Much depends on how the biggest French teams will approach the race. This year it seems that the races have been a bit more controlled than usual and we have had more sprint finishes that we have had in the past. For this race, it seems like FDJ, Direct Energie, Wallonie and Wanty-Groupe Gobert all want a sprint finish and this means that we are likely to get a bunch kick in the end. However, the tough course and bad weather mean that we don’t expect a full peloton to be there in the end.


If it comes down to a sprint, we will put our money on Roy Jans. The Belgian started his season extremely well with several top 3 results in the Middle East where he was up against some of the best sprinters in the world. Things haven’t worked out very well in Europe but in the past he has proved that he is one of the fastest in a field like this.


Jans had to skip the GP de Denain due to illness and so he hasn’t raced since Paris-Roubaix. That makes his form a bit uncertain but usually he should find a hilly race like this to his liking. He can handle things kind of terrain and more importantly he has a great team at his side. Robin Stenuit, Tom Devriendt, Kenny Dehaes and Danilo Napolitano are all fast riders who know how to do a good lead-out and this will be important in a technical finale like this one. Hence, Jans is our favourite.


Last year Lorrenzo Manzin took his first pro win here and he will be eager to make it two in a row. FDJ have both of their young sprinters Manzin and Marc Sarreau here but as the former is the reigning winner, we expect him to get the support. After a slow start to the year, he has shown growing form and has sprinted to top 5 results in Sarthe and Denain. With Sarreau and the experienced Sebastien Chavanel at his side, he has a great lead-out and as he is one of the fastest, he could very well defend his title.


Baptiste Planckaert is enjoying a bit of a breakthrough season. With consistent top 10 results in the Coupe de France races, he has the overall lead and he will be keen to add to his haul in this race. He is in excellent form as he proved by winning the tough uphill sprint at Tour du Finistere last weekend and he rode to seventh in Tro-Bro Leon despite suffering a late puncture. He is not a man for the pure bunch sprints but likes the harder races and so he should find this race to his liking. He won’t have much team support compared to the bigger teams so he hopes for a tough race where it will be more about legs than pure speed and lead-outs.


Thomas Boudat is mostly known for his track skills but he is a very talented sprinter too. He won the hilly Clasica Corsica in his debut season and recently it was only an impressive comeback from Daniel McLay that denied him victory in the GP de Denain. He is probably the fastest rider in this field but he may come up short in such a tough race, especially as his team doesn’t look very strong.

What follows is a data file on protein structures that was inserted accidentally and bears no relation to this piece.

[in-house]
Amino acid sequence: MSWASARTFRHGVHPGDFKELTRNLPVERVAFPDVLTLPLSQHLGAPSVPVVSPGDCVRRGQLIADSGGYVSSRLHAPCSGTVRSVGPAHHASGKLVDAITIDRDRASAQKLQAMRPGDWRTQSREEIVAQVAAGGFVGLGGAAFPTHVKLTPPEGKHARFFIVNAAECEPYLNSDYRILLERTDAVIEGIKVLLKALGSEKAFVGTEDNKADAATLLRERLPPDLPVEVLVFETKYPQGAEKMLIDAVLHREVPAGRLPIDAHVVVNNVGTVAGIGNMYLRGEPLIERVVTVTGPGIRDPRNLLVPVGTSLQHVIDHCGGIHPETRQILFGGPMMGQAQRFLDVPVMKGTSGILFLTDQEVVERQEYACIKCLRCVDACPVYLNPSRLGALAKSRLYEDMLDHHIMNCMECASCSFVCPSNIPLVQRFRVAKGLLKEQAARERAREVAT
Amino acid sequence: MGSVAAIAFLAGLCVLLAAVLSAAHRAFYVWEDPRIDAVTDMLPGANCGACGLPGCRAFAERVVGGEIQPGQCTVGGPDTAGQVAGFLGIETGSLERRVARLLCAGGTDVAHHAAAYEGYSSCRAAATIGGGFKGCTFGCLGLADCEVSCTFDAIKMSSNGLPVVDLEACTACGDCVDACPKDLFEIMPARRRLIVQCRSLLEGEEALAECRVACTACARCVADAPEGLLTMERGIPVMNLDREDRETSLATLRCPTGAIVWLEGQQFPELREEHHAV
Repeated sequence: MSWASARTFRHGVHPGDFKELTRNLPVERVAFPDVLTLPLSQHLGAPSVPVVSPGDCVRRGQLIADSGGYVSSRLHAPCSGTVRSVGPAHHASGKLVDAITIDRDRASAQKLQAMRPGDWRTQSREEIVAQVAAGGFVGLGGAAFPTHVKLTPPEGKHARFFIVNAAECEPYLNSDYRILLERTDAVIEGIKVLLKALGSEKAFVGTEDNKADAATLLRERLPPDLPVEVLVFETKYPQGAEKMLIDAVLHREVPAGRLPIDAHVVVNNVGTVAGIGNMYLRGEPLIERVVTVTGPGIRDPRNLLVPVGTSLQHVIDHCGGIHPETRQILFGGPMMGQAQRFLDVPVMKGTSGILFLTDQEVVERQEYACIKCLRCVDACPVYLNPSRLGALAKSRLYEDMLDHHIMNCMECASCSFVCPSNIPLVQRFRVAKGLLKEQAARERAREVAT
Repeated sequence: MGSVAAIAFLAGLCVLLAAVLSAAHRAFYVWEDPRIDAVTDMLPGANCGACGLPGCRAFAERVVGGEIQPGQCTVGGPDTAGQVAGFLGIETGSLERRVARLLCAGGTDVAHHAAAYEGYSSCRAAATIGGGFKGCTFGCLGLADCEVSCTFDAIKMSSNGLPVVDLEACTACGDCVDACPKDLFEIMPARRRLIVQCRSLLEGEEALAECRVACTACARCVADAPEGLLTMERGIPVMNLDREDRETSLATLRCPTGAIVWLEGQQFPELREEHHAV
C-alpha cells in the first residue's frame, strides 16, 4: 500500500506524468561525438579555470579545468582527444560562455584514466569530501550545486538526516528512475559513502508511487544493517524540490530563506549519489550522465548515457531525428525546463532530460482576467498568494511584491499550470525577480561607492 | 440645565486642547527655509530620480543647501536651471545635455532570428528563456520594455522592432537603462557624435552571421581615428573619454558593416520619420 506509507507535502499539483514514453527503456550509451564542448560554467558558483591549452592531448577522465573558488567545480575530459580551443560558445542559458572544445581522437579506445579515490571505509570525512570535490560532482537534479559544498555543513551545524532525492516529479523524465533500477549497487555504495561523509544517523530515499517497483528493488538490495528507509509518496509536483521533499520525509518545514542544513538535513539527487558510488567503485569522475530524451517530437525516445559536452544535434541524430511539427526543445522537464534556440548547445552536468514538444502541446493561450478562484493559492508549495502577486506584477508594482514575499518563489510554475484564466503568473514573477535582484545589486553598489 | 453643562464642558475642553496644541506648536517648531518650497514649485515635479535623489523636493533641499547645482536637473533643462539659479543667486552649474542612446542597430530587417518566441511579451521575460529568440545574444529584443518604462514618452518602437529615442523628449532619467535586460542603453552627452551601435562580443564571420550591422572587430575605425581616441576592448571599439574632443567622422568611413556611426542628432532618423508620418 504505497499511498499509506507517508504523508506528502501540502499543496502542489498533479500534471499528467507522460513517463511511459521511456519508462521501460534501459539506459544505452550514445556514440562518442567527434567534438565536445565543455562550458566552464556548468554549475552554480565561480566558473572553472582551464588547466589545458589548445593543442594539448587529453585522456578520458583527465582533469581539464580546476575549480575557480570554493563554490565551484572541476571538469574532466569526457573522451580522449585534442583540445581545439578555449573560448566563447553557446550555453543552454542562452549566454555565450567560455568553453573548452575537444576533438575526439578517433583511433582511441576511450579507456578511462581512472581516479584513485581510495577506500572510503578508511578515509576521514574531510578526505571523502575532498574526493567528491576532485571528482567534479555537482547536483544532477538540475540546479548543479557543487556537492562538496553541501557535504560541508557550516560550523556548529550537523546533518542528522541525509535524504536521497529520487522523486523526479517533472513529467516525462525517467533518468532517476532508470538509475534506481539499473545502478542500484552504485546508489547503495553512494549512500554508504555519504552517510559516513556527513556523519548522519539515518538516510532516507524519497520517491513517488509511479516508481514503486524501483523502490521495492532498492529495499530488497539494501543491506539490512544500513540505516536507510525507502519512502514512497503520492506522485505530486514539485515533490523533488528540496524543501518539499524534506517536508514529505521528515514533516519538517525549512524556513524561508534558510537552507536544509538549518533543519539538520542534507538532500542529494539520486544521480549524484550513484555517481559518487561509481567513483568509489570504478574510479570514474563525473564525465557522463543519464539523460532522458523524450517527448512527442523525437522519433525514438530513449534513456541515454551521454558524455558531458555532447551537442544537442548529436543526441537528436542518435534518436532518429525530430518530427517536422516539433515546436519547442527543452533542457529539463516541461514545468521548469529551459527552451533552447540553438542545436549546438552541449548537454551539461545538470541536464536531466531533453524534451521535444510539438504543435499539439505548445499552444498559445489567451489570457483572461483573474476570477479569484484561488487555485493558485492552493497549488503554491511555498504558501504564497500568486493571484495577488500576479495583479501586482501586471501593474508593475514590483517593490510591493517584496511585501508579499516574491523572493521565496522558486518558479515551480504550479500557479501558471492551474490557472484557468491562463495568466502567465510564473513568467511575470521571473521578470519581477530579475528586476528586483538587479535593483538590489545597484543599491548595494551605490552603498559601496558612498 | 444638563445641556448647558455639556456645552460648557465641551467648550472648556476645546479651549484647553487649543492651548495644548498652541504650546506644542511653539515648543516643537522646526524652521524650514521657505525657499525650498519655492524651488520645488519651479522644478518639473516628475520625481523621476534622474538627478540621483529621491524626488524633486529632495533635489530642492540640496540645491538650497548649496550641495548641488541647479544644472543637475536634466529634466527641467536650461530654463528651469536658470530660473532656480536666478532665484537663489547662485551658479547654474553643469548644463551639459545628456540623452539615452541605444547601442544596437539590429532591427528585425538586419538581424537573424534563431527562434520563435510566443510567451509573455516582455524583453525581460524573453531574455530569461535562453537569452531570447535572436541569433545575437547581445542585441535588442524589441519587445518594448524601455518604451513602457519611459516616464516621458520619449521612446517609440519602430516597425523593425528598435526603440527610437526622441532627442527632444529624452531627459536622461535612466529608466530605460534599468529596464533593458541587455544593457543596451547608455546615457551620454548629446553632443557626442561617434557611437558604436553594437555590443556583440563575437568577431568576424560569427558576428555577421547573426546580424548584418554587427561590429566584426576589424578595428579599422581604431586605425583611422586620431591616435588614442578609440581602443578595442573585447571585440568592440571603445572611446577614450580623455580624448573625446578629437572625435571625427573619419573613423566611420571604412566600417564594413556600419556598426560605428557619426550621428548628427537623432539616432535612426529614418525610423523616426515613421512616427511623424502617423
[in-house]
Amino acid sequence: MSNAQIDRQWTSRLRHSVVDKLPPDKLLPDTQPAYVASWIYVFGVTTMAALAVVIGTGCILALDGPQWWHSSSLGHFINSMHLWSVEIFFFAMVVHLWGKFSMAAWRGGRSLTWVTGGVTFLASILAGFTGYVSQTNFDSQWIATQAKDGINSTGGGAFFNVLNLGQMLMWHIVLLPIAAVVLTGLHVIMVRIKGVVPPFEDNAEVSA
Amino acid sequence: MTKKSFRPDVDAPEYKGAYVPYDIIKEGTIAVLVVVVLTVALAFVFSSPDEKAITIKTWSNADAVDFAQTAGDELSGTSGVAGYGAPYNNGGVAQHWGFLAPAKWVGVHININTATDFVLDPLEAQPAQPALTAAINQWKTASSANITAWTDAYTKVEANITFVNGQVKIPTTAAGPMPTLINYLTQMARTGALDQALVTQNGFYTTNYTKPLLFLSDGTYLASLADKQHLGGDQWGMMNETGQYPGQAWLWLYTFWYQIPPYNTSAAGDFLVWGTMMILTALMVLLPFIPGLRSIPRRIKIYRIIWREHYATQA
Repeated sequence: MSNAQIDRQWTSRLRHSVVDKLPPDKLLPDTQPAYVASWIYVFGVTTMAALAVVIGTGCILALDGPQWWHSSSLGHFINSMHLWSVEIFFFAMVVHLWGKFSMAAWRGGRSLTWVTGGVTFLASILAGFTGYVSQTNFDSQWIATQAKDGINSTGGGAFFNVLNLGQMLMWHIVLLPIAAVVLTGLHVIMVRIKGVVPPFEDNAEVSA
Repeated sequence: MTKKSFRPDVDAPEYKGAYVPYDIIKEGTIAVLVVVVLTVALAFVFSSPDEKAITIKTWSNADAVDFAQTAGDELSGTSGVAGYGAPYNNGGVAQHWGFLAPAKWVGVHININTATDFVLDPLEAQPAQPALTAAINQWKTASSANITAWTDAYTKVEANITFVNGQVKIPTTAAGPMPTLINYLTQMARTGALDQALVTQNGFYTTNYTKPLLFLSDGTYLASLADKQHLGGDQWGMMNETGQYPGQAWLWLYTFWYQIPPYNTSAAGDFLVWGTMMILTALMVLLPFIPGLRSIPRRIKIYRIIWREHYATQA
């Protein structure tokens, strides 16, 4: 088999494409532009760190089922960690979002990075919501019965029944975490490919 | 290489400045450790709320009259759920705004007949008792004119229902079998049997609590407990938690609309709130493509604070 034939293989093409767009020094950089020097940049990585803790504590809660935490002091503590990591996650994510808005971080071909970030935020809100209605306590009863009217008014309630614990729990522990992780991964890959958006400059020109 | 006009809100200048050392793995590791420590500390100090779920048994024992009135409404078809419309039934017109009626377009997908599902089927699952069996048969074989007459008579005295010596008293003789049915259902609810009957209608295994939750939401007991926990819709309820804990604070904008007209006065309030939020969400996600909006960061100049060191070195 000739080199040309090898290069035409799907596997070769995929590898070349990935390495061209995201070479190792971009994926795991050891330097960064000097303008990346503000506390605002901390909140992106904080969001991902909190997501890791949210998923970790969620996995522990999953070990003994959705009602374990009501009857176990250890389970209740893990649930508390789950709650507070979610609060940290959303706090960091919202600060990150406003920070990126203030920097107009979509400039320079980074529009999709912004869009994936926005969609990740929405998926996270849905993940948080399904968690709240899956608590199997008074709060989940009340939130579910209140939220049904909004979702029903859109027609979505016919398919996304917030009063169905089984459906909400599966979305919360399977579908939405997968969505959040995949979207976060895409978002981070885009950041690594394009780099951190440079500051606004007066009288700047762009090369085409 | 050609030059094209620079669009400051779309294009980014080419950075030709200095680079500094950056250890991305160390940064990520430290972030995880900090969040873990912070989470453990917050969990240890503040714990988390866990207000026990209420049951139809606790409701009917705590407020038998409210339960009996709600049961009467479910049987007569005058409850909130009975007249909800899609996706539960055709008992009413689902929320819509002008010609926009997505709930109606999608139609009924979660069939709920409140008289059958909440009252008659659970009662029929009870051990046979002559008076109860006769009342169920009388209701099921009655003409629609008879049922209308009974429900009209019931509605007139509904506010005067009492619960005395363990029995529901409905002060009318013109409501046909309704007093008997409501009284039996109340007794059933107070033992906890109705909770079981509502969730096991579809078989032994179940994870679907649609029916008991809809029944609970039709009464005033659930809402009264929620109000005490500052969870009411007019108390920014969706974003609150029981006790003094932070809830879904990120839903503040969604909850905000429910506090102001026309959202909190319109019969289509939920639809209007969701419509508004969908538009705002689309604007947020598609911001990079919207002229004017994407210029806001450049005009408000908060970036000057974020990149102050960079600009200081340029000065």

Cofidis are likely to support cyclo-cross rider Clement Venturini who is getting better and better in the bunch sprint. He was second here in 2015 and recently he was second in Route Adelie Vitré. He has proved that he can survive the climbs and Cofidis have a pretty strong team to lead him out. Michael van Staeyen is a second option as he seems to have returned to form and did well in 3 Days of De Panne. However, he is less likely to survive the hard terrain.


Samuel Dumoulin has returned to form after his recent illness and he should try to mix it up in the sprint. However, he is usually not fast enough in a flat finale like this and needs a harder race to really excel. Roubaix are here with Rudy Barbier who was absolutely flying earlier in the year. However, he hasn’t been at the same level recently but on paper this kind of tough sprint should suit him well. Cyclo-cross rider Marcel Meisen has also proved that he can be competitive at this level and he seems to have slowly found his road condition. Yanniss Yssaad is another excellent pick as he has been sprinting consistently well throughout the year.


If Jans is not at 100%, Wanty-Groupe Gobert will support Kenny Dehaes or Danilo Napolitano. Both have done good sprints recently and will benefit from the great train that they will have at their disposal. However, Dehaes is probably the best card for a race that is likely to be pretty tough.


The list of sprinters also includes Benjamin Giraud, Boris Vallee, Maxime Daniel, Steven Tronet, David Menut, Bryan Alaphilippe, Alexis Bodiot, Gerry Druyts, Johim Ariesen, Alexander Krieger and Jan Brockhoff.


If the race becomes harder and is decided by a breakaway, we recommend you to keep an eye on riders like Olivier Pardini, Alexis Gougeard, Pierrick Fedrigo, Armindo Fonseca, Marc Fournier, Loic Chetout, Alexandre Pichot, Eduard Prades, Fabricio Ferrari, Angel Madrazo, Julien El Fares, Leonardo Duque, Frederik Backaert, Xandro Meurisse and Clement Koretzky.


***** Roy Jans

**** Lorrenzo Manzin, Baptiste Planckaert

*** Thomas Boudat, Clement Venturini, Rudy Barbier

** Samuel Dumoulin, Yanniss Yssaad, Kenny Dehaes, Danilo Napolitano, Marcel Meisen, Marc Sarreau

* Benjamin Giraud, Boris Vallee, Olivier Pardini, Alexis Gougeard, Marc Fournier, Loic Chetout, Alexandre Pichot, Eduard Prades, Fabricio Ferrari, Angel Madrazo, Julien El Fares, Leonardo Duque, Frederik Backaert